Blind Signing Scams and Crypto Wallets

Blind signing scams remain prevalent in decentralized finance today. It’s an exploit where scammers create deceptive smart contracts to steal assets from crypto wallet users. But why is it called blind signing, and how can you avoid these exploits?

Smart contracts and blind signatures

Smart contracts are the building block of many dApps, NFTs, and sectors of DeFi. Suppose you wish to stake your cryptocurrency in a liquidity pool to earn a monthly yield. The liquidity protocol operates through smart contracts, which require access to the tokens in your wallet. Therefore, you need to grant their smart contracts access to your tokens.

When you sign this approval transaction with your hardware wallet's private key, it implies you agree with the smart contract’s terms and conditions and fully trust its code.

A blind signature means giving a smart contract access to tokens in your wallet without knowing the contract’s full details. In traditional finance, signing a contract implies understanding and agreeing to its terms. So, you can assume that blind signing is similar to signing a paper contract without fully reading its terms and conditions.

What if the smart contract does not provide its full information during signing?

Crypto wallets often face difficulties in displaying important information because of the complex code used in smart contracts. These contracts usually contain crucial contact details that cannot be easily extracted and presented in a language that users can understand.


Initially designed for simple blockchain transactions, hardware wallets now allow users to interact with complex smart contracts for DeFi through protocols such as WalletConnect. However, these protocols may not always present information in an easy-to-understand manner.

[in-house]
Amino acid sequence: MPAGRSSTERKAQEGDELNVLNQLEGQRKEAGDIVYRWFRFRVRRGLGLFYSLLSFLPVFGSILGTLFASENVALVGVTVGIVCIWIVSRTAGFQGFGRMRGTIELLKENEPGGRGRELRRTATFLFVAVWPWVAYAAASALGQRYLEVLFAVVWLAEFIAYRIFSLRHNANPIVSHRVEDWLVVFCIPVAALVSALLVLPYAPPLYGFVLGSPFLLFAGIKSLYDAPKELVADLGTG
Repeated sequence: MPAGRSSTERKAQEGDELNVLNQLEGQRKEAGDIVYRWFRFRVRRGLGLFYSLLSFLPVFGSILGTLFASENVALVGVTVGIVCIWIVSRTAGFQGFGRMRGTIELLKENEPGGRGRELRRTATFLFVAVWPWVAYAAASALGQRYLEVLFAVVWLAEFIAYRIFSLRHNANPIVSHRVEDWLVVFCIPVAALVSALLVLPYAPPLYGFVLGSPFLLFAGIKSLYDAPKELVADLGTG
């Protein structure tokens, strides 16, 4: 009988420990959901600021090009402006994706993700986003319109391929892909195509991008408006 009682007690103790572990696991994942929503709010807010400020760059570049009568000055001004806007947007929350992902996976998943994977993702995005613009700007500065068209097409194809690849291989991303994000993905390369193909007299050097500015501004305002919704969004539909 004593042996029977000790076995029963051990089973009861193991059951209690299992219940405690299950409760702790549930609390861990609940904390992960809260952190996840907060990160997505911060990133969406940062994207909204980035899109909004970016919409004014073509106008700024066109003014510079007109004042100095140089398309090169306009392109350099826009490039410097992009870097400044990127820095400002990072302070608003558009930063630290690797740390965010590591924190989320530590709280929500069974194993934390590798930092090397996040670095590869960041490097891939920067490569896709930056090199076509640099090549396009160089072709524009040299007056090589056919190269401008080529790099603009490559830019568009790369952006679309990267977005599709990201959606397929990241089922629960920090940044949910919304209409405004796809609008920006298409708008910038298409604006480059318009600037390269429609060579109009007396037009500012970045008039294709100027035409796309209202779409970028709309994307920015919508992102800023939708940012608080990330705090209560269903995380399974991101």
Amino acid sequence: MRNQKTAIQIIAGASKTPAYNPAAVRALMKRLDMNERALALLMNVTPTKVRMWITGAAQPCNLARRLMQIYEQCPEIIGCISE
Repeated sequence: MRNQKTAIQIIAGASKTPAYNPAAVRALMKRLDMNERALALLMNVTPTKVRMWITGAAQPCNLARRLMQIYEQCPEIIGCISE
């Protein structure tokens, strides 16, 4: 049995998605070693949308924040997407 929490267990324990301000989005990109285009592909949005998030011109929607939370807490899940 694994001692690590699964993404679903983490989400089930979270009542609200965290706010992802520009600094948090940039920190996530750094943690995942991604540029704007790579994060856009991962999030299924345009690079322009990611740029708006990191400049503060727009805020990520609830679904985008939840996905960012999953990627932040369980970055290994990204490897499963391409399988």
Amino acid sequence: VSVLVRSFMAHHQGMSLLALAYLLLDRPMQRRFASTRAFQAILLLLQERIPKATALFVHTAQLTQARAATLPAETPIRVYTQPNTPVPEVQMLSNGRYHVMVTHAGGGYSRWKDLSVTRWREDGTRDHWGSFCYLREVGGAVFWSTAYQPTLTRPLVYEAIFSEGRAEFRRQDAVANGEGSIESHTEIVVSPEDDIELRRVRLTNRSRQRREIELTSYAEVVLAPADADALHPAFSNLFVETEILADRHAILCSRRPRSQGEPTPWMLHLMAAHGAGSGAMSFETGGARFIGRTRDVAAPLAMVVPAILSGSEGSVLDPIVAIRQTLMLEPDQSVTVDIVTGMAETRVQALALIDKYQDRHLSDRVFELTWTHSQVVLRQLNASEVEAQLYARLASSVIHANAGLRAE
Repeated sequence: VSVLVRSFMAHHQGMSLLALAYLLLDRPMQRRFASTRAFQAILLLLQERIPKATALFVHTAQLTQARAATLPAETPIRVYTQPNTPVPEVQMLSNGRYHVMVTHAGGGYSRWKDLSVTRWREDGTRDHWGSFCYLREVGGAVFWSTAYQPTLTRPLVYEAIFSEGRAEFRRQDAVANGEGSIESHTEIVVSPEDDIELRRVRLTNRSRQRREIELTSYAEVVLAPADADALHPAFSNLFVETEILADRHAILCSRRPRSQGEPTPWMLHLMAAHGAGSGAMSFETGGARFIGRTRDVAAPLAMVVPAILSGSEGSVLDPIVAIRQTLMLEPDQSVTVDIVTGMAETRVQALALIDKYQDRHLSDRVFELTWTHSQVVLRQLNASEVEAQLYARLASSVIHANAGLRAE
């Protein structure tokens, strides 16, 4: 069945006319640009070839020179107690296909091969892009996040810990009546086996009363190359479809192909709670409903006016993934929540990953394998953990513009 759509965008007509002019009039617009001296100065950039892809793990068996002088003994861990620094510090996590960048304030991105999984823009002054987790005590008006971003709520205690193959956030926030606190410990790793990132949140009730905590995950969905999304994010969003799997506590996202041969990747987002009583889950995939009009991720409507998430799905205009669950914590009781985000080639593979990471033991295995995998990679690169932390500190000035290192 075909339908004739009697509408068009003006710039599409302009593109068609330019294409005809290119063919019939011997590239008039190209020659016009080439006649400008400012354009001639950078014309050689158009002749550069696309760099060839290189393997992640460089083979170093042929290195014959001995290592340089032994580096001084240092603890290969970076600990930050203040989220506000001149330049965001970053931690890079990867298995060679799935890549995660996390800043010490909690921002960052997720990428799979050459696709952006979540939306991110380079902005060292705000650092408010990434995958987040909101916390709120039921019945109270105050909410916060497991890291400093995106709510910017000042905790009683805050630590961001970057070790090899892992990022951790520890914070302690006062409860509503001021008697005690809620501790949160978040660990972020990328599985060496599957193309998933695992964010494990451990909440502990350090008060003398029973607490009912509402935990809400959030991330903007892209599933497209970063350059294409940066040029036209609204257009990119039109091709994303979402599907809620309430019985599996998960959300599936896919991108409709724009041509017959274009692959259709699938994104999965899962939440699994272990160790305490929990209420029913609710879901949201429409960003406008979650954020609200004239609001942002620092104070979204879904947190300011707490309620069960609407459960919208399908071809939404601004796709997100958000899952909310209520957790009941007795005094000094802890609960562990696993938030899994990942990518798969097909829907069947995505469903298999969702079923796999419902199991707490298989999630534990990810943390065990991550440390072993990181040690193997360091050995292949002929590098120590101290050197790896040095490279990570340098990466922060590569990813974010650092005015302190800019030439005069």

This can lead to situations where you have to sign transactions based on trust without a definitive guarantee of its contents.

Does a trusted display prevent blind signing scams?

Some might argue that using a trusted display wallet minimizes the risk of falling prey to blind-signing scams. In other words, a trusted display shows the user exactly what they’re signing.

A trusted display is a digital display that shows verified and authentic information, ensuring the presented information is accurate, reliable, and secure.

Here's an exciting thought. Can a trusted display present information that is simply not there? Such displays inherit the inherent drawbacks of a hardware wallet — smart contract code can be too complex. In addition, these displays can only show you whatever information the wallet’s chip can parse/decode from the smart contract  — making it not so different from your mobile phone’s screen.

Unlike your mobile phone, which is one of the millions manufactured for various users, crypto wallets with “trusted displays” can be targeted and compromised by supply chain attacks—e.g., by replacing or reprogramming a non-secure chip inside the wallet.

How Tangem works around this issue

One critical advantage of Tangem Wallet over other hardware wallets is its durability. Our wallet has been subjected to ridiculous tests, including freezing, burning, gunfire, and the hydraulic press, yet it has remained functional.  After all, the crypto space is in its Wild West phase — if you decide to be your own bank, you must ensure your vault is not easily broken into.

Adding a “trusted display” directly to the Tangem card poses a great risk to its reliability and security. These additional components often lack security certifications and might be prone to external influences, increasing the likelihood of failure. For instance, a supply chain attack could involve hackers substituting a genuine wallet display with a compromised counterfeit display.